Norwegian to launch LGW NYC flights in 2013Back to Forum
Anonymous18 Oct 2013
See para #3 of the this DT article
In this case, the BT team beat the DT to release the news, yesterday.
It will be interesting to see if this succeeds. I’d be happy to look at it, so long as it was in the premier cabin.18 Oct 2013
I have written a detailed piece about whether long-haul, low-cost can succeed. It’s in the current issue.
This Norwegian Air development is interesting. But one wonders if it will suit the needs of business people bearing in mind the limited flight frequency plus the fact that Norwegian Air has tight turnarounds in the USA. Will that impact on punctuality ?
For example, the LGW-JFK service is allowed only 90 mins to turnaround at the US end. The LGW-LAX service is also allowed 90 mins. Can these figures be achieved in the busy summer months ?
Certainly in the early months of operations, short turnarounds and B787 reliability have meant that timekeeping hasn’t been good at all.
As we wrote recently, the carrier’s on-time performance on its current two B787 routes ex-Scandinavia to JFK and Bangkok had dropped to just 49 per cent.
And still one of its B787s remains out of service while Boeing carries out checks so passengers are being flown on one of Hi-Fly’s A340s.18 Oct 2013
Thank you, FDos.
There’s an interesting piece in today’s Irish Independent about the fact that Norwegian Air is setting up an office in Dublin in order for it to a) administer its long-haul services from the UK and b) avoid Norwegian staff costs.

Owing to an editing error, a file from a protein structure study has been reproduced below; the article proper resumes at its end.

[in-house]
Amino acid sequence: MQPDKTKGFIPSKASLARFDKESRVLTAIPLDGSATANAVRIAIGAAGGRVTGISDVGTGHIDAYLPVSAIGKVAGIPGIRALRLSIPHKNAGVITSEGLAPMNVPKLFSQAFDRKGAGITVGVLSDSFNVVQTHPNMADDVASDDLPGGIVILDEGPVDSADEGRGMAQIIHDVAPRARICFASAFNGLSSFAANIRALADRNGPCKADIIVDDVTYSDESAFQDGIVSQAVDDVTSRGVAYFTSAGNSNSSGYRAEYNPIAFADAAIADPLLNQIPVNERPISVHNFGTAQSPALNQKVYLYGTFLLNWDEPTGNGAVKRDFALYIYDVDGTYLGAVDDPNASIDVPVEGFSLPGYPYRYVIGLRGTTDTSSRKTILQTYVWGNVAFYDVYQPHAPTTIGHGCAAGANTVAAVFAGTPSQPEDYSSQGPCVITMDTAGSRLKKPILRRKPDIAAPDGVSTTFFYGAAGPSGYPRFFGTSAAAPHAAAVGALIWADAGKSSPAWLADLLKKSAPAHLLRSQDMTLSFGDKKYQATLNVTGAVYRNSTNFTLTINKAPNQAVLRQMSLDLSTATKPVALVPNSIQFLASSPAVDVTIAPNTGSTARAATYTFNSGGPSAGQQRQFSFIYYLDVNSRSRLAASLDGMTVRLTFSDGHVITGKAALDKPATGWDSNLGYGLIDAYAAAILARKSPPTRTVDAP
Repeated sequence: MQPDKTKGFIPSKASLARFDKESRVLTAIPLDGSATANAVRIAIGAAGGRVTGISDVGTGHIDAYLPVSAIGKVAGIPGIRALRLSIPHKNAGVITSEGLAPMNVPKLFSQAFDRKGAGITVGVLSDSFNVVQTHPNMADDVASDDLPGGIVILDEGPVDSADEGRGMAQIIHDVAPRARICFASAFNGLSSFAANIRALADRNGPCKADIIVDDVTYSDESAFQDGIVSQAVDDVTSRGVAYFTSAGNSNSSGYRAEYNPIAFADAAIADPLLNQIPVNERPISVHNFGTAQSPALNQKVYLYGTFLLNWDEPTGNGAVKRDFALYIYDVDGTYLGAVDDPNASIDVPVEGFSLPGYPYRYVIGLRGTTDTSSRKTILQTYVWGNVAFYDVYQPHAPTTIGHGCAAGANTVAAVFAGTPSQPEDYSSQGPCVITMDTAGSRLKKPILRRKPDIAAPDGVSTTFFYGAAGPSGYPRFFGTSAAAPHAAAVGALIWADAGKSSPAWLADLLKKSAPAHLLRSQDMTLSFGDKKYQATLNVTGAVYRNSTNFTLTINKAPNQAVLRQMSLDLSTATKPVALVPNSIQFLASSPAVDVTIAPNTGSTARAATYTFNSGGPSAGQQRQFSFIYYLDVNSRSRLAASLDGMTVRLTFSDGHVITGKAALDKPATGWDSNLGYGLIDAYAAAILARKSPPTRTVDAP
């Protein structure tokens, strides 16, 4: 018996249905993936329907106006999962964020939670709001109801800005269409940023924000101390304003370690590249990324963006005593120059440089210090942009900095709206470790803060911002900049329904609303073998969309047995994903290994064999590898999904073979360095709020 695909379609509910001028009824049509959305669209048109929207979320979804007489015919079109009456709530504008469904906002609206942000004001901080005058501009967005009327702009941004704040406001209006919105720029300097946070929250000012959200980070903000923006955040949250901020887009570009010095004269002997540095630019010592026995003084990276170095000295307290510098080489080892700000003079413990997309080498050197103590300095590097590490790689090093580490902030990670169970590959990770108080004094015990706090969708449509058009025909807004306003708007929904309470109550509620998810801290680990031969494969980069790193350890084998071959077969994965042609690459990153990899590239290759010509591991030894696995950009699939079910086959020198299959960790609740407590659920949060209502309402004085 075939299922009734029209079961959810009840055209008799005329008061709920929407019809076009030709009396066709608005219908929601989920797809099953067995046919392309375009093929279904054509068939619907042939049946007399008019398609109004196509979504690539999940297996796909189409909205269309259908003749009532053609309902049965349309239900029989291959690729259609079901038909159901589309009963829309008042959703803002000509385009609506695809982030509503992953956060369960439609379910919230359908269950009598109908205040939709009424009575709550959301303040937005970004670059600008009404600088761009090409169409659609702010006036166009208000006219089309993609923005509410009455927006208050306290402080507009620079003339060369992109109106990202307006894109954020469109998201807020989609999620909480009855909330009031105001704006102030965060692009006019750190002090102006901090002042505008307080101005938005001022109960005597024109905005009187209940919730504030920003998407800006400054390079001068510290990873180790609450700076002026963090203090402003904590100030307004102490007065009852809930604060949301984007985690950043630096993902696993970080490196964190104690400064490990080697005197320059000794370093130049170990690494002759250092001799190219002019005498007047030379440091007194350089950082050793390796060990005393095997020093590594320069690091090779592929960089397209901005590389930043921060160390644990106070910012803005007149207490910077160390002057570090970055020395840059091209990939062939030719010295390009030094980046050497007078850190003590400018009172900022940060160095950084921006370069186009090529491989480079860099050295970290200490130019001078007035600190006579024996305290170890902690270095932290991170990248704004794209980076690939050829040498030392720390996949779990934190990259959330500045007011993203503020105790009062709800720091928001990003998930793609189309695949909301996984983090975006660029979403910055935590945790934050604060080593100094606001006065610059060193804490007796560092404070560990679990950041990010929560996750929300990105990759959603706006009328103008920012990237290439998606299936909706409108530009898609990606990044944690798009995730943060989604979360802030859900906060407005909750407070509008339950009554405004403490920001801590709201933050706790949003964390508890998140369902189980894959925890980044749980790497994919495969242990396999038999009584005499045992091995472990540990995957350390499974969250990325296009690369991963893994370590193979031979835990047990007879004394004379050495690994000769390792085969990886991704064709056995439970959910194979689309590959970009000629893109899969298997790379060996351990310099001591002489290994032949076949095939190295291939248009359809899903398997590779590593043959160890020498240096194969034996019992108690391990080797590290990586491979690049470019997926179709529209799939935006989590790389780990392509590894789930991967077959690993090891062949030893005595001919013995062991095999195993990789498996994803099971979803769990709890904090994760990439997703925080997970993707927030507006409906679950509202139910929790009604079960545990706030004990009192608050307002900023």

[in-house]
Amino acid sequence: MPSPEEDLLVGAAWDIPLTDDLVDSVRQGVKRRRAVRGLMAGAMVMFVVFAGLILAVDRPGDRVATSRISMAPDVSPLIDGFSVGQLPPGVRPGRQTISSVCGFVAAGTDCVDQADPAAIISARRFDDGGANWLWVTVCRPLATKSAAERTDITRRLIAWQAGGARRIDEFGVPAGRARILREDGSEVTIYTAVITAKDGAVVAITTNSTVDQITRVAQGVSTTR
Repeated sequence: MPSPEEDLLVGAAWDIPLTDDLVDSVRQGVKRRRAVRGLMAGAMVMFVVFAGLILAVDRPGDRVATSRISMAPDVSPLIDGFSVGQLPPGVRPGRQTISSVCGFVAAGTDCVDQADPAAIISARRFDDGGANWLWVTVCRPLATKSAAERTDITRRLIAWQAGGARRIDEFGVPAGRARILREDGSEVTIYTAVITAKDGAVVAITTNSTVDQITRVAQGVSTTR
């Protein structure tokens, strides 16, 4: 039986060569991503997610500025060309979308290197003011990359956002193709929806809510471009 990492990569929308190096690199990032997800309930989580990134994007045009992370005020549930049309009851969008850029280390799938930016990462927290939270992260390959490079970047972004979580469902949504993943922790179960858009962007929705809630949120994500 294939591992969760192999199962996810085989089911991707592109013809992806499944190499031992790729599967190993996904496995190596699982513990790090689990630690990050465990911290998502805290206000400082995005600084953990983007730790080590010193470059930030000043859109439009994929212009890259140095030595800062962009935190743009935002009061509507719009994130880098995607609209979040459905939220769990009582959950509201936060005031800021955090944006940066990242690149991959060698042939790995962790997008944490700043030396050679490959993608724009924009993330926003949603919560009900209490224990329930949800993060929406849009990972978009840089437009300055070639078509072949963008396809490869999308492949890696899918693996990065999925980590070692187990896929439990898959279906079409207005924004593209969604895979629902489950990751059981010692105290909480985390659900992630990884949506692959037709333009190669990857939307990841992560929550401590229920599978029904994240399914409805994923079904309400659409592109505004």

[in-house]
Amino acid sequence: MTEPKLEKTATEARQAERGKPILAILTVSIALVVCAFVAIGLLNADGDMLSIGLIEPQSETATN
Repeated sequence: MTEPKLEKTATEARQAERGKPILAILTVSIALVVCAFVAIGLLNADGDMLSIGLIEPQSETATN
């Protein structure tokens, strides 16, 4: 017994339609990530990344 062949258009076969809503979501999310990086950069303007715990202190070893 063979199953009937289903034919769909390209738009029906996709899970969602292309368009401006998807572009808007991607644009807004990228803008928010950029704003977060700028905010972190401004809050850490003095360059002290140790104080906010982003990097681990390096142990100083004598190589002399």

Norwegian Air will need an Irish AOC to operate long-haul from the UK. It’s unclear whether a temporary one has been granted or whether it will be issued with a pemanent one by the end of the year, according to the Irish Independent.18 Oct 2013
It is ashame there Business proposition isn’t very strong – otherwise they could have done very well – but the current offering won’t attract Business Travellers used to a flat bed.
I also have a suspicion that BA will announce FLL as a new route very soon.18 Oct 2013
Yes, it’s a premium eco offer and anyone needing a flat bed won’t be satisfied with it.
I sometimes use Y+ on day flights to NYC, though, so I would think about it, if it fitted my schedule. I keep sayiung the same thing about Openskies premium eco, too, but haven’t made it work as yet.18 Oct 2013
Yep – it will work for flights out on the day sector. I suppose if a last minute trip comes up then a one way Norwegian and then a one way back on a points redemption (if available) could be a way to do it. Buying a one way back Business isn’t normally worth it – but depends where you are going to I guess (but assuming coming back to London fares can be a tad high).
Ashame about the Business product (or lack of it and a Premium product). Flying from Gatwick is much better for me and a lot of people I look after and I’d have been tempted if the seat was better (even if not quite 100% flat).18 Oct 2013
That attractive fare of £300.70 return for LGW-JFK in August 2014 has quickly risen in price.
On Friday evening, Norwegian Air was charging £480.70 for similar travel dates in August. And then you have to add-on £30 for luggage and meals which means a total of £510.70
Yes, the major carriers are still more expensive. But the likes of BA will narrow the gap on price when they hold “seat sales” nearer the time of travel.18 Oct 2013
I would rather pay extra to fly on a legacy carrier, especially BA or Virgin, to cover myself for when things go wrong. As a card holder, it is nice to use the lounges to wind down before the flight rather than hang around in a noisy, crowded terminal.